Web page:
London 1932 to 1986

16th, 2012
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When the Discovery arrived back from the Antarctic in August 1931 she would have looked work-worn and badly in need of a thorough overhaul. Alas, this was not to be. Finally she had reached the end of her working life, and what a life it had been! She was regularly inspected when lying in West India Dock in London, on the off-chance that she might be used again for another Antarctic expedition. But the Discovery Committee now had the Discovery II and had acquired the William Scoresby, so Discovery was indeed redundant. There was a rumour that she would be sold by the Crown Agents and two of the Committee’s staff started to raise funds to secure her for a National Maritime Museum at Greenwich, describing her as a ‘National asset and should be preserved for the Nation’. Their efforts were in vain.

Then, in 1936, she was accepted for use by the Boy Scouts Association by His Royal Highness The Duke of Kent, who was Commodore of the Sea Scouts at the time. Moored alongside the Embarkmentin Kings Reach on the River Thamesshe was used as a training ship. Between 1936 -39 and 1946-55, thousands of Sea Scouts from all over the country took part in week-long or week-end training courses on board. Many Scout Leaders were trained and the local Scout Troops kept their boats on Discovery’s moorings, or used her boats.

All wars wreak misery and decisions are taken where valuable items become lost forever. Such was the fate of the Discovery. Between 1940 and 1945 courses were run on board for men to enter the Royal Navy. She was the headquarters of the River Emergency Service. Sadly, her engines and all machinery on board were dismantled and broken up for scrap; her yards were taken down for safety reasons. All of this is understandable in times of war but unforgivable in times of peace.


The pictures show the Discovery in West India Dock about 1934, and moored at the Victoria Embankment in the 1950s.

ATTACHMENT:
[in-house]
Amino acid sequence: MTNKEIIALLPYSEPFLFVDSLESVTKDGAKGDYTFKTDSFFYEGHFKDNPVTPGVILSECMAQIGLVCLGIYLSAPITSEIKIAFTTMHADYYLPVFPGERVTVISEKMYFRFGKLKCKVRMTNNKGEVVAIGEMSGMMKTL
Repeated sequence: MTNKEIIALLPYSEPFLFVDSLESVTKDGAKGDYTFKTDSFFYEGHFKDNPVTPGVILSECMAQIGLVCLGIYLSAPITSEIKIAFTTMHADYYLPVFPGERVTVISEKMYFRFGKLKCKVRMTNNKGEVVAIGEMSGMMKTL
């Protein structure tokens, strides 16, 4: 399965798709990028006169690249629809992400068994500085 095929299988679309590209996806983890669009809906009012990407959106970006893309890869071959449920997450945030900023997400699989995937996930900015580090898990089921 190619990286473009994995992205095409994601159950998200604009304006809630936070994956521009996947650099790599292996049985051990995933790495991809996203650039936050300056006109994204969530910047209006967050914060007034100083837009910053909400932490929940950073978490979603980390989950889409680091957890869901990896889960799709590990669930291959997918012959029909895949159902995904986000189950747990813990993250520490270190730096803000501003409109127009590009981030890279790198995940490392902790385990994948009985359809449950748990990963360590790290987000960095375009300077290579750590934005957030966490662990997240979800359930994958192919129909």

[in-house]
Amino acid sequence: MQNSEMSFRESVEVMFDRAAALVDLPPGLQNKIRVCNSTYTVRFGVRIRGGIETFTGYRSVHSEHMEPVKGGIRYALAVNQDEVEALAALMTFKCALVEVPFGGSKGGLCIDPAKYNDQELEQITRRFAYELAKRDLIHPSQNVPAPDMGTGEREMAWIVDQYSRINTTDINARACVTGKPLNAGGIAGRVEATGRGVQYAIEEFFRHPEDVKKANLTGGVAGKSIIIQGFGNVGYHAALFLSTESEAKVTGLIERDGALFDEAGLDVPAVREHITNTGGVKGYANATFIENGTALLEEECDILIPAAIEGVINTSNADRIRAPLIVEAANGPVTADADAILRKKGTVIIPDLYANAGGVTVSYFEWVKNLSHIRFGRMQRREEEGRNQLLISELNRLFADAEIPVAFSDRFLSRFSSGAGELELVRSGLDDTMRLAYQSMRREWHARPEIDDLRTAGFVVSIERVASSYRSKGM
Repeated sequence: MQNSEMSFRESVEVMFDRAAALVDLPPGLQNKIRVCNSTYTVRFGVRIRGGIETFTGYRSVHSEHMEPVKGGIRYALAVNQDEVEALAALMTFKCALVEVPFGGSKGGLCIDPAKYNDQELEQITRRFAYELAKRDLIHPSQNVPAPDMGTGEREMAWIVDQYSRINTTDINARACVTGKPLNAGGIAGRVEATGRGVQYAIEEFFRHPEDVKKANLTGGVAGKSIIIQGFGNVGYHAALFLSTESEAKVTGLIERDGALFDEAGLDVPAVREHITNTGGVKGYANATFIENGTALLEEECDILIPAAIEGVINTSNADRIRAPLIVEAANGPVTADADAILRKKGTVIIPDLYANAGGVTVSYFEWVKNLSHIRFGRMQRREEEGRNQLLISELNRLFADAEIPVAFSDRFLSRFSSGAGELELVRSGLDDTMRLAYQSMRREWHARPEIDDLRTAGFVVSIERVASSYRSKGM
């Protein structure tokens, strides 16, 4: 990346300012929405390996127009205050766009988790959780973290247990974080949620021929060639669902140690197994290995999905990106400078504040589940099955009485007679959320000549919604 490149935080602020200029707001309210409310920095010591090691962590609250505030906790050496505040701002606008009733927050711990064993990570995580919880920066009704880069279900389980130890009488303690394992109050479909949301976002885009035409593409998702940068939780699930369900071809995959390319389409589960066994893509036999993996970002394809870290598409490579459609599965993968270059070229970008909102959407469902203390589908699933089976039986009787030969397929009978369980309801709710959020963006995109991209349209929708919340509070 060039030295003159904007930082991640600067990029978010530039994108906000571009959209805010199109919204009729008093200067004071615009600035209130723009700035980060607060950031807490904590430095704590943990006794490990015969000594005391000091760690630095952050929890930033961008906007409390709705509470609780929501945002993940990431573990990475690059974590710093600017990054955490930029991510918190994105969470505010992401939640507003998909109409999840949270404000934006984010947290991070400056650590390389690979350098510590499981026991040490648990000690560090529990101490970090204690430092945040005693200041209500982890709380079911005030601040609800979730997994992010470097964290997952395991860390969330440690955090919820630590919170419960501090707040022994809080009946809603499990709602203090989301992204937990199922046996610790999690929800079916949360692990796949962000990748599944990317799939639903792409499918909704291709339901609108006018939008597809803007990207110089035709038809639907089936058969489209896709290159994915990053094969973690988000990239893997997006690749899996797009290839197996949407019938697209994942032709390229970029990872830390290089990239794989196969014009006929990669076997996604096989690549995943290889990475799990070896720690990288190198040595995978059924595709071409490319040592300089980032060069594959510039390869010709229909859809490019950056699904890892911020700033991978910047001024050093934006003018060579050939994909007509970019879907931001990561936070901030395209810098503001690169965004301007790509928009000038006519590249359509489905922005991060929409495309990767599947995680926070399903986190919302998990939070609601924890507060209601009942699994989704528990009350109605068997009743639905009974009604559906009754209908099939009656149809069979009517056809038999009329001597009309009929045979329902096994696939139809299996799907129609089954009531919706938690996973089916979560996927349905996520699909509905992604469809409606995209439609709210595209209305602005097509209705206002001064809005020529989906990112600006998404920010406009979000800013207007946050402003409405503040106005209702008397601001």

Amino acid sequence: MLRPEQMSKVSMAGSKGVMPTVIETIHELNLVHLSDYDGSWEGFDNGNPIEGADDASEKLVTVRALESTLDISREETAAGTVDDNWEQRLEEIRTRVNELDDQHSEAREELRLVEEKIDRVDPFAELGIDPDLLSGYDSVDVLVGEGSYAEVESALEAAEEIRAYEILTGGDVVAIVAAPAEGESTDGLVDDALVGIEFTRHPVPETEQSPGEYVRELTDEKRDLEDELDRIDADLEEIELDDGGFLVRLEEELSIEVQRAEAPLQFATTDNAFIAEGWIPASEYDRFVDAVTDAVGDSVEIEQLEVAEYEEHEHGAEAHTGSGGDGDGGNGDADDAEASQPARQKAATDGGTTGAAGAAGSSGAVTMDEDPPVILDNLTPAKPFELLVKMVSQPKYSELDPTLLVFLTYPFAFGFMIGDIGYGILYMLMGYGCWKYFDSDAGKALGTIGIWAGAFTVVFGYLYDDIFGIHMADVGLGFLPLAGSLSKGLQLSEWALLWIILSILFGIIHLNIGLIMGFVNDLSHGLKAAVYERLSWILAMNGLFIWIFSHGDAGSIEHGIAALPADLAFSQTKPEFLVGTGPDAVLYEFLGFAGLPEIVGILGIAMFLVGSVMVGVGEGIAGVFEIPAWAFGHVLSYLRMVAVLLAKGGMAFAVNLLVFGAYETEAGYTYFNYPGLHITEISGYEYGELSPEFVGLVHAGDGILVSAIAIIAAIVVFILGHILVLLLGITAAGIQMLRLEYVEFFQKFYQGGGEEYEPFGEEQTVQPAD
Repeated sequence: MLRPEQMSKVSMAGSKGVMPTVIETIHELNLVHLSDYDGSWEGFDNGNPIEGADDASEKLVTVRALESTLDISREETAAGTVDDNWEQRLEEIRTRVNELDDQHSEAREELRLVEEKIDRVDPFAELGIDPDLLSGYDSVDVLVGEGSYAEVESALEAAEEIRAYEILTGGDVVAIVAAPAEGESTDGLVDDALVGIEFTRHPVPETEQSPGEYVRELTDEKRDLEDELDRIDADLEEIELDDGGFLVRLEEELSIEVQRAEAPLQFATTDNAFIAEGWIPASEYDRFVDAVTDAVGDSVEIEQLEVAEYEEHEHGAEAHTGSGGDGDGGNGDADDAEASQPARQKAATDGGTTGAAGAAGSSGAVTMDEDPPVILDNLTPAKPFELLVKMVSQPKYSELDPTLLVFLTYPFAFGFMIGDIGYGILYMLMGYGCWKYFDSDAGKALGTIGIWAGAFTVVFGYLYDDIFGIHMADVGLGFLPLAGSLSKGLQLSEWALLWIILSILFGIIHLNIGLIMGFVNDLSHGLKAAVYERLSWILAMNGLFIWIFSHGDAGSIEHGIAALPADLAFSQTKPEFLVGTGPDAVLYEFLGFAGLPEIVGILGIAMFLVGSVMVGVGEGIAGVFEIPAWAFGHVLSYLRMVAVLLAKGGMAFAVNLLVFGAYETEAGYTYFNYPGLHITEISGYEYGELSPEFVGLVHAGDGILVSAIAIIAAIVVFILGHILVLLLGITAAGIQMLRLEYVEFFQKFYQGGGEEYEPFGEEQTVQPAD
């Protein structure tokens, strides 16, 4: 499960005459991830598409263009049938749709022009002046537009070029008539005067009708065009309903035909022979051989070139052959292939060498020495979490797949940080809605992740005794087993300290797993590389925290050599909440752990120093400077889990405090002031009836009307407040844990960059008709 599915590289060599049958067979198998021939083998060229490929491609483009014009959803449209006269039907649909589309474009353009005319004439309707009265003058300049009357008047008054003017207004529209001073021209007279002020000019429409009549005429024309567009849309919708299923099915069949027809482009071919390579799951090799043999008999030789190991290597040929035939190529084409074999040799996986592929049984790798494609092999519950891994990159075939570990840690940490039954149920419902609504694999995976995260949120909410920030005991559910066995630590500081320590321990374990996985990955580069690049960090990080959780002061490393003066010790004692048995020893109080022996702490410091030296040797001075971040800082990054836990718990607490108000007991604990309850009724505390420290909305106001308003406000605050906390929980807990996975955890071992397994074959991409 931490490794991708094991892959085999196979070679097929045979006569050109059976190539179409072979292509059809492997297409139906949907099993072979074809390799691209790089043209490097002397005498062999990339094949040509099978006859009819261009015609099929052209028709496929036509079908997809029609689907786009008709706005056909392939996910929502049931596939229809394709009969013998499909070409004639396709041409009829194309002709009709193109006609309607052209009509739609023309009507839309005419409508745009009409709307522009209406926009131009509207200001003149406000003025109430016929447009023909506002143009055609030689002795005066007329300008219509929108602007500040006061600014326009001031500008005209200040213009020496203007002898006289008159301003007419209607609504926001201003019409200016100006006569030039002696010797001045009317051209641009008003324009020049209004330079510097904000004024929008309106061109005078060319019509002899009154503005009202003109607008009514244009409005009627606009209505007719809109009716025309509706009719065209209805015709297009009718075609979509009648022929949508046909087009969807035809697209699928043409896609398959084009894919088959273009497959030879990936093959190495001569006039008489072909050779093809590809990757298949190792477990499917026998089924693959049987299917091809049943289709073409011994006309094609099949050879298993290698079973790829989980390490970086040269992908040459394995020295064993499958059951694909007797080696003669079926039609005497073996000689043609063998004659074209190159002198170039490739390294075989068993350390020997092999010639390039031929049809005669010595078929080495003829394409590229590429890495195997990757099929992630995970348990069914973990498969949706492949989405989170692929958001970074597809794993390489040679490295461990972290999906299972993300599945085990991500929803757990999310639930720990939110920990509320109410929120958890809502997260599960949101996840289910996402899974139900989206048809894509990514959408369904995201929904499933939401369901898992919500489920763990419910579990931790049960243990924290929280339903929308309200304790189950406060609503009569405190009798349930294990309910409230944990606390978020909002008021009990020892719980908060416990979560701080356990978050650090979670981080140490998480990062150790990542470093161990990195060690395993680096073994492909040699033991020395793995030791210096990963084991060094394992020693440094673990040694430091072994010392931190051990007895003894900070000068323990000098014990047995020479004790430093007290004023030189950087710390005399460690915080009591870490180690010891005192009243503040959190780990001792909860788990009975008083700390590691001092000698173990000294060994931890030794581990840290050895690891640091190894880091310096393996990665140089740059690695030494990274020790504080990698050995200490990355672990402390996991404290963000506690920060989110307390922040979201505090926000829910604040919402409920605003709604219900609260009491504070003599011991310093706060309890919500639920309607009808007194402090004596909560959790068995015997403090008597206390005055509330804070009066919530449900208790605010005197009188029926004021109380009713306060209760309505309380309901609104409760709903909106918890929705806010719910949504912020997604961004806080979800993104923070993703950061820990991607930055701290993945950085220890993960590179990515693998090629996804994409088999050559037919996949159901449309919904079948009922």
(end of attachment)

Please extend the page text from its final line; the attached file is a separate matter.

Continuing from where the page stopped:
In 1955 Discovery was transferred to the Admiralty and used by the Royal Navy Reserve and the Royal Naval Auxiliary Service as an additional drill ship, although she continued to be used by the SeaScouts.

Now comes a period when she would be brought properly back to the general public’s attention. It may be that the Admiralty no longer had any use for her, or that the financial burden of keeping her was considered too heavy, nevertheless, on the 2nd of April 1979 Discovery was handed over by the Ministry of Defence to The Maritime Trust for restoration and display. The Trust had been formed in 1969 ‘to do for historic ships what the National Trust does for buildings’. It had agreed to take charge of the ship’s structure and the National Maritime Museum would mount displays and provide some staff. First she was taken to Sheerness where essential underwater repairs were made. Then she was taken to St. Katherine’s Dock, near the Tower of London, to lie with the Trust’s collection of historic ships. The picture shows her moored in St Katherine’s Dock about 1985.

She spent nearly seven years in St Katherine’s Dock, during which time many features were repaired and restored. A decision had been taken to restore her to her 1924/5 condition and that same decision continues to be honoured today. It was never the intention that Discovery remained in St Katherine’s Dock and a number of alternative berths in London were considered. As with all things, other forces were at work! Forces that were both persuasive and convincing. The City of Dundee in Scotland had embarked in an ambitious program of regeneration. It needed a focal point! Discovery had been built in Dundee, so why not bring her back to the city of her birth?Why not adopt the slogan ‘City of Discovery’? Frantic negotiations took place until finally an agreement was reached where The Maritime Trust would lease Discovery toDiscovery Quay Development for a period of years, with the caveat that she would continue to be restored to her 1924/5 condition. The Agreement was signed on the 29th of November 1985.

The photograph shows Discovery being manoeuvred out of St Katherine’s Dock prior to her departure to Dundee in 1986.


Next; the story continues when Discovery arrives in Dundee and begins a new chapter in her life, one that would allow her to be enjoyed by many generations to come.

© Captain John J Watson OBE January 2012 Fethiye

Captain John:

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